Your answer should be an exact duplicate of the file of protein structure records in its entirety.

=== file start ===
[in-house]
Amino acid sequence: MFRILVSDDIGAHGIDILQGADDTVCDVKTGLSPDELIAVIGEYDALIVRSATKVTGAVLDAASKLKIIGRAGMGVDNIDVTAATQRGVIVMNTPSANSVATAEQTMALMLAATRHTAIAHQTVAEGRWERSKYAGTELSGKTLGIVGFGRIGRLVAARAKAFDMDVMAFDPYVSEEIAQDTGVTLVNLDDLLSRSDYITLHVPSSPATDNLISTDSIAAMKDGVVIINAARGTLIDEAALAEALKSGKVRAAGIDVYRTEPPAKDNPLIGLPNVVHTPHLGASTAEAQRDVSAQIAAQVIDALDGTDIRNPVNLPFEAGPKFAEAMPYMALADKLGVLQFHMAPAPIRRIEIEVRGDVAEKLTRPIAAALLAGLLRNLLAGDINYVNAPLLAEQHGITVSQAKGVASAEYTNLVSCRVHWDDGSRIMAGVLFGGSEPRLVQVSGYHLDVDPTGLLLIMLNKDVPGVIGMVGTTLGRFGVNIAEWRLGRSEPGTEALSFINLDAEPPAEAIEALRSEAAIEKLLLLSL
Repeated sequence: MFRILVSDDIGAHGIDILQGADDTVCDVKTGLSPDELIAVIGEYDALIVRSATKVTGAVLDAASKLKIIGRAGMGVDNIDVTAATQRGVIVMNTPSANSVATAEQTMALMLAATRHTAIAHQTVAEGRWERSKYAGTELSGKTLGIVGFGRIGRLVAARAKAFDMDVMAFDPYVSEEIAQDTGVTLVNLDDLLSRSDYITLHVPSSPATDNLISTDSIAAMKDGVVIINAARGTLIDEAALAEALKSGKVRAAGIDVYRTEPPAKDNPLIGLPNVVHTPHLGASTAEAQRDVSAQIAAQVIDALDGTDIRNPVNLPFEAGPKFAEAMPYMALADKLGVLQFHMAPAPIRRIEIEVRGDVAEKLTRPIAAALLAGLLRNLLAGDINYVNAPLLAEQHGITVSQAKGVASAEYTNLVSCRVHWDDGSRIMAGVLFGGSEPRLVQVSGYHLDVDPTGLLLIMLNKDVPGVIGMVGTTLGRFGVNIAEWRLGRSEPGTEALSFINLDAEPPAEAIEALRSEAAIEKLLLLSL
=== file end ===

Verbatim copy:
[in-house]
Amino acid sequence: MFRILVSDDIGAHGIDILQGADDTVCDVKTGLSPDELIAVIGEYDALIVRSATKVTGAVLDAASKLKIIGRAGMGVDNIDVTAATQRGVIVMNTPSANSVATAEQTMALMLAATRHTAIAHQTVAEGRWERSKYAGTELSGKTLGIVGFGRIGRLVAARAKAFDMDVMAFDPYVSEEIAQDTGVTLVNLDDLLSRSDYITLHVPSSPATDNLISTDSIAAMKDGVVIINAARGTLIDEAALAEALKSGKVRAAGIDVYRTEPPAKDNPLIGLPNVVHTPHLGASTAEAQRDVSAQIAAQVIDALDGTDIRNPVNLPFEAGPKFAEAMPYMALADKLGVLQFHMAPAPIRRIEIEVRGDVAEKLTRPIAAALLAGLLRNLLAGDINYVNAPLLAEQHGITVSQAKGVASAEYTNLVSCRVHWDDGSRIMAGVLFGGSEPRLVQVSGYHLDVDPTGLLLIMLNKDVPGVIGMVGTTLGRFGVNIAEWRLGRSEPGTEALSFINLDAEPPAEAIEALRSEAAIEKLLLLSL
Repeated sequence: MFRILVSDDIGAHGIDILQGADDTVCDVKTGLSPDELIAVIGEYDALIVRSATKVTGAVLDAASKLKIIGRAGMGVDNIDVTAATQRGVIVMNTPSANSVATAEQTMALMLAATRHTAIAHQTVAEGRWERSKYAGTELSGKTLGIVGFGRIGRLVAARAKAFDMDVMAFDPYVSEEIAQDTGVTLVNLDDLLSRSDYITLHVPSSPATDNLISTDSIAAMKDGVVIINAARGTLIDEAALAEALKSGKVRAAGIDVYRTEPPAKDNPLIGLPNVVHTPHLGASTAEAQRDVSAQIAAQVIDALDGTDIRNPVNLPFEAGPKFAEAMPYMALADKLGVLQFHMAPAPIRRIEIEVRGDVAEKLTRPIAAALLAGLLRNLLAGDINYVNAPLLAEQHGITVSQAKGVASAEYTNLVSCRVHWDDGSRIMAGVLFGGSEPRLVQVSGYHLDVDPTGLLLIMLNKDVPGVIGMVGTTLGRFGVNIAEWRLGRSEPGTEALSFINLDAEPPAEAIEALRSEAAIEKLLLLSL